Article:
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Portail > Offres > Offre UMR7283-DELLER-056 - Chercheur (H/F) : distribution et dynamique des acteurs de la respiration

Postdoctoral scientist position - Distribution & dynamics of oxidative phosphorylation complexes in bacteria (D2OX)

This offer is available in the following languages:
Français - Anglais

Date Limite Candidature : vendredi 8 juillet 2022

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General information

Reference : UMR7283-DELLER-056
Workplace : MARSEILLE 09
Date of publication : Friday, June 17, 2022
Type of Contract : FTC Scientist
Contract Period : 30 months
Expected date of employment : 1 October 2022
Proportion of work : Full time
Remuneration : between 2743,70 and 3896,73€ gross monthly depending on experience
Desired level of education : PhD
Experience required : Indifferent


The post-doctoral fellow will be involved in a collaborative research project (D2OX) that aims to provide a complete picture of the distribution and dynamics of the actors of an electron transport chain in the model bacterium Escherichia coli. He/she will use advanced fluorescence microscopy approaches at the single cell scale under normal and perturbed conditions. He/she will perform genetic constructs to disrupt the system. He/she will interact with a team of theorists to use the measured parameters for the development of mathematical models describing the spatial organization of the actors of respiration and the kinetic impact on the process.


Primary activities of the successful candidate:
- Design and implementation of experiments in the D2OX project;
- Acquisition, analysis and interpretation of experimental data and proposal of relevant alternative solutions when necessary;
- Presentation of progress reports and results at laboratory/consortium meetings and national/international scientific conferences;
- Contribution to the writing of activity reports, scientific publications and grant applications related to the project;
- Regular monitoring of the scientific literature;
- Contribution to the training and supervision of students in the laboratory.


We are looking for a highly motivated and collaborative candidate with a strong background in molecular biology, microbiology and fluorescence microscopy. Experience in image data analysis or computational modeling of recorded signals would also be appreciated but not essential, as training will be provided. We expect a candidate to have a PhD in life sciences (microbiology, genetics or similar), knowledge of biophysics and to have published in high-ranked journals.
- Experience in microbiology and molecular biology
- Knowledge and experience in fluorescence microscopy
- Ability to work in a collaborative and interdisciplinary environment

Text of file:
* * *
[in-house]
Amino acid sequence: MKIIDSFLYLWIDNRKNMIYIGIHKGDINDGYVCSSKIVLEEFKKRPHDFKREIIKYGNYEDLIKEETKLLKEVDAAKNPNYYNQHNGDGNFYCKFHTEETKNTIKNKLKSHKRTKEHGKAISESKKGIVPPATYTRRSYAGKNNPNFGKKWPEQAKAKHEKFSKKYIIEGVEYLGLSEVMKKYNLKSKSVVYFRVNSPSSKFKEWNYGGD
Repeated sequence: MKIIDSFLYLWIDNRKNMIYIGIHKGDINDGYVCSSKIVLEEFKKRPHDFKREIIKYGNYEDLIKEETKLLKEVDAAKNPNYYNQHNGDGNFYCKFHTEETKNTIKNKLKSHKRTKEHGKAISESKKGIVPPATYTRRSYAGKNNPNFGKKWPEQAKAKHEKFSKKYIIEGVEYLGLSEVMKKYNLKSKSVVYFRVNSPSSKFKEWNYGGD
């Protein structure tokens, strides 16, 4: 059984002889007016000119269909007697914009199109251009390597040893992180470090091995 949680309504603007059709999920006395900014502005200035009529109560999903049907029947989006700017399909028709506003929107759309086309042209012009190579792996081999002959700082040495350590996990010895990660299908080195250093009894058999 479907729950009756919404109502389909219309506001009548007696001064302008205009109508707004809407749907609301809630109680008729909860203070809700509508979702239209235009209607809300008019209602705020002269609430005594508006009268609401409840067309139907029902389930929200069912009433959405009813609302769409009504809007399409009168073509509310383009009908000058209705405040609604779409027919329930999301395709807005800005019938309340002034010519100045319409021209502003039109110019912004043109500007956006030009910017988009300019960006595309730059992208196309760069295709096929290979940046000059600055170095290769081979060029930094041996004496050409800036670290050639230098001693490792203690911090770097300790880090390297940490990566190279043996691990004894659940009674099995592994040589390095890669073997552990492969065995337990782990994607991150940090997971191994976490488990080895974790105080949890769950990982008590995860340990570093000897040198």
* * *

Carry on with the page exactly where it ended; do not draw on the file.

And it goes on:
- Good autonomy and strong organizational skills

Work Context

This project will be carried out in a transversal environment combining physics and biology between the teams of Axel Magalon (LCB, Marseille https://lcb.cnrs.fr) and Didier Marguet (CIML, Marseille http://www.ciml.univ-mrs.fr/). The two supervisors have a very complementary expertise in bacterial genetics, biochemistry, microbial physiology, advanced microscopy and signal processing, offering a stimulating environment for the candidate. The two laboratories are located in Marseille, 6 kms away from each other.

Additional Information

Compartmentalization and the emergence of physical barriers are fundamental to life and have been crucial steps in the evolutionary process. Despite decades of study, how oxidative phosphorylation (OXPHOS) is spatially and temporally organized in the membrane for efficient energy conservation remains largely unknown. We have recently demonstrated that several membrane-associated OXPHOS complexes are unevenly distributed in the bacterial cell. Our working hypothesis is that the clustering of OXPHOS complexes into nanodomains facilitates quinone turnover and explains the efficient functioning of bacterial OXPHOS. The overall goal of this project is to further our knowledge of the organization of OXPHOS in bacterial cells and to understand at the molecular level the biological importance of the spatio-temporal organization of OXPHOS. To this end, you will develop and use spatially and temporally resolutive high end fluorescence microscopy approaches at the single cell level under perturbed and normal conditions. These measurements will be combined with computational tools and feed theoretical models to delineate how dynamic spatial organization impacts OXPHOS outcomes.

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